Woody Allen draws sympathetic portrait of an old theme in Blue Jasmine
The battle between illusion and reality is hardly a revolutionary theme in film, but only Woody Allen could approach the concept by making us laugh, while forcing us to take a sober look at the everyday lies we tell ourselves in the same stroke. This is exactly what Blue Jasmine, Allen’s latest film, accomplishes.
Cate Blanchett is Jasmine, a pampered New York socialite who falls from grace after a financial scandal à la Bernie Madoff, and ends up in the hands of her working-class sister in San Francisco. It’s a tough life when you are no longer on top, and the film consistently mesmerizes and distresses as Jasmine is given chance after chance, only to have redemption swatted out of her hands at the last moment every time.
If the drama itself does not draw you in, the subject matter might. Few things are as relatable these days as financial troubles, career anxiety, and generally keeping it all together. The film’s pervasive contrast between two socioeconomic worlds dances around social commentary – an objective that Allen denies – but it also sets up for some clever antics in what is otherwise a deceptively dark film.
You only need to glance at the trailer to see the glaring similarities to A Streetcar Named Desire. In terms of both plot and character development, Blue Jasmine may seem unsubtle at times – Jasmine sashays around in Chanel gasping things like “I’m very trusting” and “Jesus! It’s too menial,” while several overarching themes are stated rather bluntly in dialogue. In fact, the character of Jasmine would be unbelievable, just a parody of rich New Yorkers, were it not for Allen’s carefully-timed changes of setting between past and present, stability and panic, delusion and hard reality. This, along with Blanchett’s incredibly raw and nuanced portrayal of an emotional breakdown, is more than enough to make us feel for Jasmine, horrible though she may be.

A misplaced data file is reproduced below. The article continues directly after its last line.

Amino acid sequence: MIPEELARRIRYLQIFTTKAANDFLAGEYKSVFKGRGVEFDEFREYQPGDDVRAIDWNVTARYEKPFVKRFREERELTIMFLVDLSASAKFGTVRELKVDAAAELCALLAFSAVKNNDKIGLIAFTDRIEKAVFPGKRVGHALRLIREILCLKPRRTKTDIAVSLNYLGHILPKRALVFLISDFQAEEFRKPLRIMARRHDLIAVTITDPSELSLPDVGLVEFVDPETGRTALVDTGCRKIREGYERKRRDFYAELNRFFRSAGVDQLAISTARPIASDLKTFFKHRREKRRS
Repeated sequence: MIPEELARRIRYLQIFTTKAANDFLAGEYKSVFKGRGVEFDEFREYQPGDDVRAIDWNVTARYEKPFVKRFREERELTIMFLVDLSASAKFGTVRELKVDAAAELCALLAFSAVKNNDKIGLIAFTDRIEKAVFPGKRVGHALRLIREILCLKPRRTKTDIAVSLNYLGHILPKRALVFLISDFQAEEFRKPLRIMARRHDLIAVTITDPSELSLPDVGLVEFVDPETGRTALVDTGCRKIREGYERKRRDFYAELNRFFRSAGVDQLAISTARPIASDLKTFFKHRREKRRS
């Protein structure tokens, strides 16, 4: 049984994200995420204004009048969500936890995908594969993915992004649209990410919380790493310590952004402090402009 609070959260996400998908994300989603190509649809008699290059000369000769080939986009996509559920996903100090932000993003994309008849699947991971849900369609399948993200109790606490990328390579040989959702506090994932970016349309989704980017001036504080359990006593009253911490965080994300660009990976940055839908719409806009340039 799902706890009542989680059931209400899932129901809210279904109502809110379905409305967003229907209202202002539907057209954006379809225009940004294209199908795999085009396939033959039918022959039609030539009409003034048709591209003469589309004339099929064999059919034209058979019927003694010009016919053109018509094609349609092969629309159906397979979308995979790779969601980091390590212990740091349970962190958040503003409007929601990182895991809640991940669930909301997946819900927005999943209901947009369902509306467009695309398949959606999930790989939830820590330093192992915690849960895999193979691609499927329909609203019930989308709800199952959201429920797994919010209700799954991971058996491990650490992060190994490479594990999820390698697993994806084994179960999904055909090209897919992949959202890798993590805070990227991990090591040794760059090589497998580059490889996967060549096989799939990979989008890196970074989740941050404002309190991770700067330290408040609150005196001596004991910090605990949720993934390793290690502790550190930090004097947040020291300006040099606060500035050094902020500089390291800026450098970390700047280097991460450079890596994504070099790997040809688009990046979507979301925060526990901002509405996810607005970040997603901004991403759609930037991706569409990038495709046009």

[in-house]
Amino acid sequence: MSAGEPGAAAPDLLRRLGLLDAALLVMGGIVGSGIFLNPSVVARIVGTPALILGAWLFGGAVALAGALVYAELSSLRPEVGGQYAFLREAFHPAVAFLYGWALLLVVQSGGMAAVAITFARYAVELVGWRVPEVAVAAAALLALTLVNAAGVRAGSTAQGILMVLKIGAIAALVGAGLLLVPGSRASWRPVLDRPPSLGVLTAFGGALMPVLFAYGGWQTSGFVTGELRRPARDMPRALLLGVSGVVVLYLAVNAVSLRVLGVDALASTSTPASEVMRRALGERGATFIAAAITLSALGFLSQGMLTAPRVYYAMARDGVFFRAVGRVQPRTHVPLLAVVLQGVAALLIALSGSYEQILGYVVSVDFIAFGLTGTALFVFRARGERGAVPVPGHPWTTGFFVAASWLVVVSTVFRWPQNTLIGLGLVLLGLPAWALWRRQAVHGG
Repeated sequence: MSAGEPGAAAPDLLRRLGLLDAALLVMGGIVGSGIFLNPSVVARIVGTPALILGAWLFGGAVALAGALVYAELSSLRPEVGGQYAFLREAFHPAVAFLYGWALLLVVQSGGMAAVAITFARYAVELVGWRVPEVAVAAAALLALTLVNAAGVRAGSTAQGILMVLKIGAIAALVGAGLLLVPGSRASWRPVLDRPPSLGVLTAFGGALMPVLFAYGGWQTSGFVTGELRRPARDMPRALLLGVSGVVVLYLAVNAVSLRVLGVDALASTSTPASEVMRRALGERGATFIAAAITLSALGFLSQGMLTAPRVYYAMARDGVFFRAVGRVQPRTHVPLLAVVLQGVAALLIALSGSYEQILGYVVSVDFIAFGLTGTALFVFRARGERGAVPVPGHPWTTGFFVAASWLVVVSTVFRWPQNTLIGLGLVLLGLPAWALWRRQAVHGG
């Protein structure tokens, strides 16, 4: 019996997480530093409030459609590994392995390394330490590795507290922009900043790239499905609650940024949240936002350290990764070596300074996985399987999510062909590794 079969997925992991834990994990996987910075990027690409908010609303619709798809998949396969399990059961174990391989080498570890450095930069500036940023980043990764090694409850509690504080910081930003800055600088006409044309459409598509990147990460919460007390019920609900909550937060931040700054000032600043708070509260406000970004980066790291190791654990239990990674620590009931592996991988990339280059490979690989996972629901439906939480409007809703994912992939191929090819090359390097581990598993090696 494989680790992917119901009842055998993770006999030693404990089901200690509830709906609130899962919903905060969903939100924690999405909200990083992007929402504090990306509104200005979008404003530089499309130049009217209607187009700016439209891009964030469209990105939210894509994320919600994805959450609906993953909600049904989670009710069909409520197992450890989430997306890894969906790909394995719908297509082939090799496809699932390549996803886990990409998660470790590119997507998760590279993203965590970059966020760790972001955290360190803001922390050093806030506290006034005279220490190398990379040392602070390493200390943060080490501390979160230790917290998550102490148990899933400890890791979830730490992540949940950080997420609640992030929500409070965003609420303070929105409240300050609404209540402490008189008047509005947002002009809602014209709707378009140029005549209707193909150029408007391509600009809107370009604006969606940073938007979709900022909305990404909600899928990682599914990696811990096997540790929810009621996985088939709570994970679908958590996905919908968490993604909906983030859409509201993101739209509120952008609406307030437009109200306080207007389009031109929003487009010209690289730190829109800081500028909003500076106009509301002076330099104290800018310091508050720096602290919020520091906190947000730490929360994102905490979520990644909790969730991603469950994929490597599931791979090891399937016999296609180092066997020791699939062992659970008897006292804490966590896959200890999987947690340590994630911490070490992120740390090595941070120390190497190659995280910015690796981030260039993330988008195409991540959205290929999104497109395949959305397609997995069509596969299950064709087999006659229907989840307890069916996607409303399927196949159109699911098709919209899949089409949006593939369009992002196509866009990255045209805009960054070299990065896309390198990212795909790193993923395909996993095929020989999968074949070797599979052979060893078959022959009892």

In this way, the performances of Blue Jasmine’s motley cast are its strongest point across the board. Blanchett outshines Sally Hawkins—the Brit who plays Jasmine’s simultaneously gritty and mousy sister—but only slightly. Andrew Dice Clay and Bobby Cannavale are in their own element as they play those things that guidos evolve into once they pass the age of 40 (although the distinct New Joisey accents of these alleged San Franciscans is a bit questionable.) Even fans of comedian Louis C.K. will be pleased to see him essentially play himself in a small role.
Allen has put out at least one movie per year since the ‘80s, some of which were wildly popular, and others much less so (does anyone remember Melinda and Melinda?) People will say what they want about the plot, but Blue Jasmine is likely to stand out among his recent work, even if for no other reason than the excellent cast and the authenticity of the performances. Despite yourself, you will wind up rooting for the train wreck that is Jasmine – whether it is out of pity, empathy, or something in between.